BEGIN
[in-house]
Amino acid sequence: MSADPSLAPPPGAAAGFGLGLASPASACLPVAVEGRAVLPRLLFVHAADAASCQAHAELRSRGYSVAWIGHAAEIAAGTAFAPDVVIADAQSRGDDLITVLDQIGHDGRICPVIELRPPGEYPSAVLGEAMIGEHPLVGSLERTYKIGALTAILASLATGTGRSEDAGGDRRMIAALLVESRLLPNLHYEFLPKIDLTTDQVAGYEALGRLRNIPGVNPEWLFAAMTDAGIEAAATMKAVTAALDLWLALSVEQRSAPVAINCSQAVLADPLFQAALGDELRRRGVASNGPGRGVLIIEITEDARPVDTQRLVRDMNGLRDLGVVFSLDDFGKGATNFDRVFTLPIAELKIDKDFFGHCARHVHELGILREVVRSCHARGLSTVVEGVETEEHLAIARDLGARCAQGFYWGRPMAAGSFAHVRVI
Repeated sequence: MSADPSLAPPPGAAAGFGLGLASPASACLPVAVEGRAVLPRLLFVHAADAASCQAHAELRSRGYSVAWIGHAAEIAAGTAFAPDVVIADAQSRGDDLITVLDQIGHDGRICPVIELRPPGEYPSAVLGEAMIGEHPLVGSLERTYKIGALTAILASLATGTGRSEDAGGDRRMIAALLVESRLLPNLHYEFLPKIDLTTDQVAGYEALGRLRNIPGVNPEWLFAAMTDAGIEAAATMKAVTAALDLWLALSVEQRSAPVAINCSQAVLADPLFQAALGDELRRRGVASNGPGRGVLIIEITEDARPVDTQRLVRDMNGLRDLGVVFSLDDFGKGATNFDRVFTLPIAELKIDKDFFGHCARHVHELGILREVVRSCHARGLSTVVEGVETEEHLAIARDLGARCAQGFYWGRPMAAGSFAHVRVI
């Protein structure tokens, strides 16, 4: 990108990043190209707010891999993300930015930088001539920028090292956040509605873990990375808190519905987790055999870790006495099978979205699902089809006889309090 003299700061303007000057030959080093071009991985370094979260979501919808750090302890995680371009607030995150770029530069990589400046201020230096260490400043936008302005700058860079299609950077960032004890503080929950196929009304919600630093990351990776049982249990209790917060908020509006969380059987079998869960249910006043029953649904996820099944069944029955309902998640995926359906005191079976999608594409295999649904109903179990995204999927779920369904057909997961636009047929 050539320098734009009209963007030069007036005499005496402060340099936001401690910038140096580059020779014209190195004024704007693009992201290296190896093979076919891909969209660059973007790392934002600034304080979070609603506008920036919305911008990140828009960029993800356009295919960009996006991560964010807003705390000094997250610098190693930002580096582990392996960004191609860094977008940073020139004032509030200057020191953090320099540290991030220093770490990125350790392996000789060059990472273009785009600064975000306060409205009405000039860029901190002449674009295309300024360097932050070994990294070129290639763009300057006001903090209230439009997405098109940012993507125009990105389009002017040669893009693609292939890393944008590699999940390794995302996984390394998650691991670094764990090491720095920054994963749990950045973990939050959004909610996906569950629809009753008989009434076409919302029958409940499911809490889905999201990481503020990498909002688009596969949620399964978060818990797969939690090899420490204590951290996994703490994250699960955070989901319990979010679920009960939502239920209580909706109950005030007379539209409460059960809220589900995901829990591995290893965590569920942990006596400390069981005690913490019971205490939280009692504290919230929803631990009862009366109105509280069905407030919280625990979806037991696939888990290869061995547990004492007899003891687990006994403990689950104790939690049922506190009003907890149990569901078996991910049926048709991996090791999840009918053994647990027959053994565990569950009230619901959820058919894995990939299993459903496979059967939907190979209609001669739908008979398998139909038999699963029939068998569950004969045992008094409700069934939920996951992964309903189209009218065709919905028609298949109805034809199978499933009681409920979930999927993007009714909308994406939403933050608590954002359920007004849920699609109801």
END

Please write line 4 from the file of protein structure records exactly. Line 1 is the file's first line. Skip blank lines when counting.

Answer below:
């Protein structure tokens, strides 16, 4: 990108990043190209707010891999993300930015930088001539920028090292956040509605873990990375808190519905987790055999870790006495099978979205699902089809006889309090 003299700061303007000057030959080093071009991985370094979260979501919808750090302890995680371009607030995150770029530069990589400046201020230096260490400043936008302005700058860079299609950077960032004890503080929950196929009304919600630093990351990776049982249990209790917060908020509006969380059987079998869960249910006043029953649904996820099944069944029955309902998640995926359906005191079976999608594409295999649904109903179990995204999927779920369904057909997961636009047929 050539320098734009009209963007030069007036005499005496402060340099936001401690910038140096580059020779014209190195004024704007693009992201290296190896093979076919891909969209660059973007790392934002600034304080979070609603506008920036919305911008990140828009960029993800356009295919960009996006991560964010807003705390000094997250610098190693930002580096582990392996960004191609860094977008940073020139004032509030200057020191953090320099540290991030220093770490990125350790392996000789060059990472273009785009600064975000306060409205009405000039860029901190002449674009295309300024360097932050070994990294070129290639763009300057006001903090209230439009997405098109940012993507125009990105389009002017040669893009693609292939890393944008590699999940390794995302996984390394998650691991670094764990090491720095920054994963749990950045973990939050959004909610996906569950629809009753008989009434076409919302029958409940499911809490889905999201990481503020990498909002688009596969949620399964978060818990797969939690090899420490204590951290996994703490994250699960955070989901319990979010679920009960939502239920209580909706109950005030007379539209409460059960809220589900995901829990591995290893965590569920942990006596400390069981005690913490019971205490939280009692504290919230929803631990009862009366109105509280069905407030919280625990979806037991696939888990290869061995547990004492007899003891687990006994403990689950104790939690049922506190009003907890149990569901078996991910049926048709991996090791999840009918053994647990027959053994565990569950009230619901959820058919894995990939299993459903496979059967939907190979209609001669739908008979398998139909038999699963029939068998569950004969045992008094409700069934939920996951992964309903189209009218065709919905028609298949109805034809199978499933009681409920979930999927993007009714909308994406939403933050608590954002359920007004849920699609109801």